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kids learn about their emotions in a classroom

We aren’t born knowing how to manage our emotions; it’s a skill we develop throughout life. And today many educators — from preschool to high school — have begun to create curriculum to teach students how to recognize and regulate their feelings.

One such program was created by Marc Brackett, PhD — a professor at Yale University’s Child Study Center — and a team at the Yale Center for Emotional Intelligence. It’s called Ruler, which stands for the following:

  1. Recognizing emotions in oneself and others
  2. Understanding the causes and consequences of emotions
  3. Labeling emotions with nuanced vocabulary
  4. Expressing emotions in accordance with cultural norms and social context
  5. Regulating emotions with helpful strategies

Students can use it as shorthand when they’re flooded by feelings at school.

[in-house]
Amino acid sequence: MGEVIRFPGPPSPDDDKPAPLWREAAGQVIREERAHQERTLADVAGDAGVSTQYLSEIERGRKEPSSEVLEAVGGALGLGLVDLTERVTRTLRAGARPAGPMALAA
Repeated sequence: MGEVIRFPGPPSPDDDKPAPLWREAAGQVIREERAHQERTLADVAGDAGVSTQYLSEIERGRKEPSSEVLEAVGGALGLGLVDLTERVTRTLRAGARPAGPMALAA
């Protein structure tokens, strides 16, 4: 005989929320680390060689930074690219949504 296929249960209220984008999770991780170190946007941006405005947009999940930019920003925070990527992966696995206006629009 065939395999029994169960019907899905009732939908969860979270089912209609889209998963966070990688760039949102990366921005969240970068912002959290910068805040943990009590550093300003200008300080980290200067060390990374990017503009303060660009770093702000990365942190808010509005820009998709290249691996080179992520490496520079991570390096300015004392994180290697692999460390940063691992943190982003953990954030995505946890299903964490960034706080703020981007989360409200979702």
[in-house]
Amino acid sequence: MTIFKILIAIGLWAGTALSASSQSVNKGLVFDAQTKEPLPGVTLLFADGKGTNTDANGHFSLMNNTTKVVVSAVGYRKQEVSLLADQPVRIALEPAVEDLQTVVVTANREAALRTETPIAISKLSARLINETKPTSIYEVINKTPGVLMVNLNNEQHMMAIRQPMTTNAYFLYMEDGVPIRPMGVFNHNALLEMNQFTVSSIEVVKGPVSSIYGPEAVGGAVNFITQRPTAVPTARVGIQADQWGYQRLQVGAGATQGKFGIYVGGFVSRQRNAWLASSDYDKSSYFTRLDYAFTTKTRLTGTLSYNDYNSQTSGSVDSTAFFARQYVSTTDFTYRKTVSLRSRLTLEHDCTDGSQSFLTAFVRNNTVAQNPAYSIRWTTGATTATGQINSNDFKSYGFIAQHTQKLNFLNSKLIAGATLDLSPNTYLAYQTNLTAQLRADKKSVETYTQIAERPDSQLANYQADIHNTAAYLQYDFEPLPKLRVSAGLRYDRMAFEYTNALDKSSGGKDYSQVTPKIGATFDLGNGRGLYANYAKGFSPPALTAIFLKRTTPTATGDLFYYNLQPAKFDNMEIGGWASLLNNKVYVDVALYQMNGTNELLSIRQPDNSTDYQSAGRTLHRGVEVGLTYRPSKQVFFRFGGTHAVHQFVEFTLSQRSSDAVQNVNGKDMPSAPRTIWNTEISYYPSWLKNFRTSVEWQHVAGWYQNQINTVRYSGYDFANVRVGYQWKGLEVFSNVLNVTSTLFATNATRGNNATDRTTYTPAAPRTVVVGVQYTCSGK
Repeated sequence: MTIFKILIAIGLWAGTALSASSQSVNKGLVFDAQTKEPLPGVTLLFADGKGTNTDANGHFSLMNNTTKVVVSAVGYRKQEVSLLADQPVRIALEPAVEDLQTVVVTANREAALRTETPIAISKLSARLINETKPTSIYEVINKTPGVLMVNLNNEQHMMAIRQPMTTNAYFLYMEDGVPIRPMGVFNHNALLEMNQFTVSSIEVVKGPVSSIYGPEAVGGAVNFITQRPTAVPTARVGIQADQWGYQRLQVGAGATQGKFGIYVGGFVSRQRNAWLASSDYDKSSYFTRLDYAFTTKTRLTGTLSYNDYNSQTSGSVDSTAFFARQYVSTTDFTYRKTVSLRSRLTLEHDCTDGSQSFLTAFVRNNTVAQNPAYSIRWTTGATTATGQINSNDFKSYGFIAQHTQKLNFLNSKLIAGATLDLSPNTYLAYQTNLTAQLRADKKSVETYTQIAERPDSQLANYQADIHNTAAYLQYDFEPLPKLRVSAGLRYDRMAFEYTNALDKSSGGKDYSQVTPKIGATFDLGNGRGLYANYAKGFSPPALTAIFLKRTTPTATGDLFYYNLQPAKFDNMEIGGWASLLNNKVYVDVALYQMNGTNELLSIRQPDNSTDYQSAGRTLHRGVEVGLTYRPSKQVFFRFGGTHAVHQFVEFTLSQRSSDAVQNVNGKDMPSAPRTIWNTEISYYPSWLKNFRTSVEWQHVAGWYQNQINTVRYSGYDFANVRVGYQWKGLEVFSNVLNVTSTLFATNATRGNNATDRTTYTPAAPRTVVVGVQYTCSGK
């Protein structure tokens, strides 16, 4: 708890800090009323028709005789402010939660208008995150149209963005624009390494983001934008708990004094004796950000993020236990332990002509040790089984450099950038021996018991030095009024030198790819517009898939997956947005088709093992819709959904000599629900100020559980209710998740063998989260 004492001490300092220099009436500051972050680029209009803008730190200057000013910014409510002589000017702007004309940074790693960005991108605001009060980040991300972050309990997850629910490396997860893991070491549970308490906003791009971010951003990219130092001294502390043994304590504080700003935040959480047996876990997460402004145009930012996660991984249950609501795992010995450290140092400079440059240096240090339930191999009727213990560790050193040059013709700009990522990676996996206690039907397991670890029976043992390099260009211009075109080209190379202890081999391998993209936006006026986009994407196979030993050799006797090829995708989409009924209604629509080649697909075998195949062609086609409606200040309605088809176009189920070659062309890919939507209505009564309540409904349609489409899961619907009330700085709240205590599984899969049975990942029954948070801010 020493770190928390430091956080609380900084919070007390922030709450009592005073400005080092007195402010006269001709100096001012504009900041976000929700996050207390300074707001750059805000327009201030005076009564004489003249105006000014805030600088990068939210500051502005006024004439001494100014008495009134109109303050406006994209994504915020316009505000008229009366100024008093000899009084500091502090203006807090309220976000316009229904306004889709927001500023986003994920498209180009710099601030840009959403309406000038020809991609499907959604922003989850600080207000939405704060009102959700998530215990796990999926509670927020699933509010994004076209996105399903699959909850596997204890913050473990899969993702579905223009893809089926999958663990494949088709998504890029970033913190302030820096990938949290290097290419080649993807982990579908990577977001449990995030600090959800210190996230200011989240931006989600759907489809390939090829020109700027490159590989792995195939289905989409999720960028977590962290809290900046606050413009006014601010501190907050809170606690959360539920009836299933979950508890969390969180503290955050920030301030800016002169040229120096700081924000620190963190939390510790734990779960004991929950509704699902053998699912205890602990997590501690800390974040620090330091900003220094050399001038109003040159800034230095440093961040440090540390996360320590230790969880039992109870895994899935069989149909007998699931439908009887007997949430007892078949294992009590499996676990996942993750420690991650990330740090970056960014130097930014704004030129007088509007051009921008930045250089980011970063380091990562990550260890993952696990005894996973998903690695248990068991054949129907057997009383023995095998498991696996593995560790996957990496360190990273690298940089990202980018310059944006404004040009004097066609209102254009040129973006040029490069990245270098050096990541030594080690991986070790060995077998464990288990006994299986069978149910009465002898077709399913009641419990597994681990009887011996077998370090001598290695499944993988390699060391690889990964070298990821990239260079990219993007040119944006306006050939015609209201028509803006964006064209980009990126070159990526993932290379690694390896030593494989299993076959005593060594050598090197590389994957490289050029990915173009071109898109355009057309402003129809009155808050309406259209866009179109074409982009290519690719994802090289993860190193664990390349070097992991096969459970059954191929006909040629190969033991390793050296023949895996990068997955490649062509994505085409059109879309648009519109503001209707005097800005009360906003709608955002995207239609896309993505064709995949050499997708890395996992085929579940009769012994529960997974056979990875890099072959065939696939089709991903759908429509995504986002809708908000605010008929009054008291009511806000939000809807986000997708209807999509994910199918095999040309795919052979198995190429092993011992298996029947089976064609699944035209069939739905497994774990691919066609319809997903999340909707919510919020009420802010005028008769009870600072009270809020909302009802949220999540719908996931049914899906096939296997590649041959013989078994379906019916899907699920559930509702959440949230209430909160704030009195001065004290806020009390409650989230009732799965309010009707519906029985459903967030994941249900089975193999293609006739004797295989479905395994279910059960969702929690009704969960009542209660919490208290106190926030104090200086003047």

The success of the program reveals the value of early education in emotional literacy. Over the past two decades, Brackett has observed Ruler’s positive impact on students’ “emotional-intelligence skills, social problem-solving ability, work habits, and grades; on classroom and school climate, including fewer instances of bullying; and on teacher stress, burnout, and instructional support for students.”

And if the effects of developing emotional literacy are that positive for children, it’s safe to assume the practice is good for adults, too.

This was excerpted from “6 Difficult Emotions and How to Deal With Them” which was published in Experience Life magazine.

Jessie Sholl

Jessie Sholl is an Experience Life contributing editor.

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